A significant fraction of arthropods, as well as some worms and members of other phyla, contain extraordinary amounts of transition metals (Mn, Fe, Cu, Zn) and halogens (Cl, Br, I) in their hardened tools (jaws, claws, fangs, stings, etc.). Bulk Zn EXAFS differs for different kinds of tools, whereas Br appears to occupy a common environment in different tools. Zn binding to histidine is observed for most samples but bulk Zn EXAFS is likely to sample a mixture of Zn coordination environments. Principal Component Analysis (PCA) suggests the presence of three main Zn coordination components. The similar Br EXAFS in widely different tools indicates that Br-phenyl is the dominant form, suggesting the presence of brominated aromatic amino acid-derived organic components in these biomaterials. Calculated Debye-Waller factors are used to simulate EXAFS when model compound data are unavailable.

  4. Zinc cysteine active sites of metalloproteins: A density functional theory and x-ray absorption fine structure study

    NASA Astrophysics Data System (ADS)

    Dimakis, Nicholas; Farooqi, Mohammed Junaid; Garza, Emily Sofia; Bunker, Grant

    2008-03-01

    Density functional theory (DFT) and x-ray absorption fine structure (XAFS) spectroscopy are complementary tools for the biophysical study of active sites in metalloproteins. DFT is used to compute XAFS multiple scattering Debye Waller factors, which are then employed in genetic algorithm-based fitting process to obtain a global fit to the XAFS in the space of fitting parameters. Zn-Cys sites, which serve important functions as transcriptional switches in Zn finger proteins and matrix metalloproteinases, previously have proven intractable by this method; here these limitations are removed. In this work we evaluate optimal DFT nonlocal functionals and basis sets for determining optimal geometries and vibrational densities of states of mixed ligation Zn(His)4-n(Cys)n sites. Theoretical results are compared to experimental XAFS measurements and Raman spectra from the literature and tabulated for use.

  5. Molecular dynamics of an α-helical polypeptide: Temperature dependence and deviation from harmonic behavior

    PubMed Central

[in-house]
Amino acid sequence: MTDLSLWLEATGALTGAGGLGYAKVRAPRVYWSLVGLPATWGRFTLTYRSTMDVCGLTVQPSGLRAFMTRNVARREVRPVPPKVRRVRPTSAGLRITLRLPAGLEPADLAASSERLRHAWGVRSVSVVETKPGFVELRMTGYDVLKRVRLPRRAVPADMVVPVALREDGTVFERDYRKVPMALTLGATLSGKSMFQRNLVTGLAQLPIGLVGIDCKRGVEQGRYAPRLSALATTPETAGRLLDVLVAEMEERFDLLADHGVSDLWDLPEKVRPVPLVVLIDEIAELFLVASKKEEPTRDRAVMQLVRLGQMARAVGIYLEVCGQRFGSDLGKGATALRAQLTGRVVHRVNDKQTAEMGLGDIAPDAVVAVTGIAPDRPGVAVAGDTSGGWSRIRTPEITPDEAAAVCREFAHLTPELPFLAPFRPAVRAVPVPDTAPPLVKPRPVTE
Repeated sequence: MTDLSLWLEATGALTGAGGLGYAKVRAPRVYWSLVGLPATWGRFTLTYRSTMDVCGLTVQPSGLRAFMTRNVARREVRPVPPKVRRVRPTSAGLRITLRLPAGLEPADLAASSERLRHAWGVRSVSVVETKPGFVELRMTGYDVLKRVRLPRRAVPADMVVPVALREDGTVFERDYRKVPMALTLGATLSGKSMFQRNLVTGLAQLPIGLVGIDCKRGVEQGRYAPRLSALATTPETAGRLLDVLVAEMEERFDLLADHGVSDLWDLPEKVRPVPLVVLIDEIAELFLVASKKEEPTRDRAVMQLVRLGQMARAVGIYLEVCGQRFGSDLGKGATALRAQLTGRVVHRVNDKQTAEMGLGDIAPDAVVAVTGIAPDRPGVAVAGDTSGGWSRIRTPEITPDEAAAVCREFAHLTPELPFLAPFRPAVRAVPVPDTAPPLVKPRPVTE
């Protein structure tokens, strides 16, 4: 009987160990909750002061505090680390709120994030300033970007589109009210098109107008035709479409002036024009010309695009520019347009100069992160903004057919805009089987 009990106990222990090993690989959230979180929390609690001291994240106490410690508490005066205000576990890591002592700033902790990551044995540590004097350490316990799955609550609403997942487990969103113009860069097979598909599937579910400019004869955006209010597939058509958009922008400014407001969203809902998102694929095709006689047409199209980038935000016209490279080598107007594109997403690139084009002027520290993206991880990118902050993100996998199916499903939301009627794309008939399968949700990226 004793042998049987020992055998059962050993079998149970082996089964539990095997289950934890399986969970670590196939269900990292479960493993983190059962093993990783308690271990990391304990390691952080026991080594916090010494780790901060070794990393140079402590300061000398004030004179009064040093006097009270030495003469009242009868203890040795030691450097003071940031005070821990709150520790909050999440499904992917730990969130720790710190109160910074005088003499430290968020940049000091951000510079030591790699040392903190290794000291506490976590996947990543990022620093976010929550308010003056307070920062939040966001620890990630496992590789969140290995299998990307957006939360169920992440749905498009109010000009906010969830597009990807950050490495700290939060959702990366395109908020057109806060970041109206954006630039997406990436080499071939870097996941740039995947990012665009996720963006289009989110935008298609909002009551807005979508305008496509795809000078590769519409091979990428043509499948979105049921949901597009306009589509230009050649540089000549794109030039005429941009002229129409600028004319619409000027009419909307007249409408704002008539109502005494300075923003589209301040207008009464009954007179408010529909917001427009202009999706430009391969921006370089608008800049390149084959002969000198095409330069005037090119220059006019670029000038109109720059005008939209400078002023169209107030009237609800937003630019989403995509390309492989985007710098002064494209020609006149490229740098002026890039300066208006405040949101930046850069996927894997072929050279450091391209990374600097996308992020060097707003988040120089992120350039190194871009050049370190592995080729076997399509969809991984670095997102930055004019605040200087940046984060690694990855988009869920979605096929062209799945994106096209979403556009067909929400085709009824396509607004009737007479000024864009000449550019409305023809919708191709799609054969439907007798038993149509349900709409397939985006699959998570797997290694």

Levy, Ronald M.; Perahia, David; Karplus, Martin

    1982-01-01

    The mean square amplitudes of atomic fluctuations for a polypeptide (decaglycine) α-helix evaluated from molecular dynamics simulations at seven temperatures between 5 and 300 K are compared with analytic harmonic results and with experimental values. Above 100 K the harmonic approximation significantly underestimates the amplitudes of the displacements. Analysis of the time dependence of the fluctuations shows that low-frequency modes (<75 cm-1) dominate the atomic fluctuations and that there is a contribution with a very long relaxation time (>10 ps). Quantum corrections to the amplitude of the fluctuations are found to be small above 50 K. The mean square amplitudes obtained from the molecular dynamics simulations are compared with the values derived from x-ray temperature (Debye-Waller) factors for metmyoglobin (80, 250, and 300 K) and ferrocytochrome c (300 K). PMID:16593164

  6. Hydrologic data for urban studies in the Austin, Texas, metropolitan area, 1979

    USGS Publications Warehouse

    Slade, R.M.; Dorsey, M.E.; Gordon, J.D.; Mitchell, R.N.; Gaylord, J.L.

    1981-01-01

    This report contains rainfall and runoff data collected during the 1979 water year for the Austin, Texas, metropolitan area. In 1975, the program was expanded to include the collection of water-quality data. In 1978, the program was expanded to include a groundwater resources study of the south Austin metropolitan area in the Balcones fault zone. The information will be useful in determining the extent to which progressive urbanization will affect the yeild and mode of occurrence of storm runoff. The major streams in the study area are the Colorado River, Onion Creek, Barton Creek, Walnut Creek, Bull Creek, Boggy Creek, Shoal Creek, Williamson Creek, Slaughter Creek, Bear Creek, and Waller Creek. Detailed rainfall-runoff computations are presented for eight storm periods during the 1979 water year. Water-quality data for sites in the Austin metropolitan area are also given in this report. (USGS)

  7. Electron-lattice energy relaxation in laser-excited thin-film Au-insulator heterostructures studied by ultrafast MeV electron diffraction.

    PubMed

    Sokolowski-Tinten, K; Shen, X; Zheng, Q; Chase, T; Coffee, R; Jerman, M; Li, R K; Ligges, M; Makasyuk, I; Mo, M; Reid, A H; Rethfeld, B; Vecchione, T; Weathersby, S P; Dürr, H A; Wang, X J

    2017-09-01

    We apply time-resolved MeV electron diffraction to study the electron-lattice energy relaxation in thin film Au-insulator heterostructures. Through precise measurements of the transient Debye-Waller-factor, the mean-square atomic displacement is directly determined, which allows to quantitatively follow the temporal evolution of the lattice temperature after short pulse laser excitation. Data obtained over an extended range of laser fluences reveal an increased relaxation rate when the film thickness is reduced or the Au-film is capped with an additional insulator top-layer. This behavior is attributed to a cross-interfacial coupling of excited electrons in the Au film to phonons in the adjacent insulator layer(s). Analysis of the data using the two-temperature-model taking explicitly into account the additional energy loss at the interface(s) allows to deduce the relative strength of the two relaxation channels.